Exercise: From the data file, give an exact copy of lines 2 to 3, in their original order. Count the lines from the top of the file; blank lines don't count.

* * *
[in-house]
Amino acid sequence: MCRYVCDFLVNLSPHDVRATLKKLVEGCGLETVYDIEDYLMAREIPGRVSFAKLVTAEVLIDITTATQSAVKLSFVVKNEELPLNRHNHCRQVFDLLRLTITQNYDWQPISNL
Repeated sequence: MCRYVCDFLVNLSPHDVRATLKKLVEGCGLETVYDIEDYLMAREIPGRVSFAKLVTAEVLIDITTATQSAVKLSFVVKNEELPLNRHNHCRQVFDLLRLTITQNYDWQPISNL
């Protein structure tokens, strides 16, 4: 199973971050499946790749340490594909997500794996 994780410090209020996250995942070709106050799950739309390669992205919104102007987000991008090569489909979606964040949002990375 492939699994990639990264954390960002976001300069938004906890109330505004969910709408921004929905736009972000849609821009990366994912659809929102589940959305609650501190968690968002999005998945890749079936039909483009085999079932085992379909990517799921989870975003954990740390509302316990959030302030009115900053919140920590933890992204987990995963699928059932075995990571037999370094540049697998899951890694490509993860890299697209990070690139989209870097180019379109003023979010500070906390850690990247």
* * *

Amino acid sequence: MCRYVCDFLVNLSPHDVRATLKKLVEGCGLETVYDIEDYLMAREIPGRVSFAKLVTAEVLIDITTATQSAVKLSFVVKNEELPLNRHNHCRQVFDLLRLTITQNYDWQPISNL
Repeated sequence: MCRYVCDFLVNLSPHDVRATLKKLVEGCGLETVYDIEDYLMAREIPGRVSFAKLVTAEVLIDITTATQSAVKLSFVVKNEELPLNRHNHCRQVFDLLRLTITQNYDWQPISNL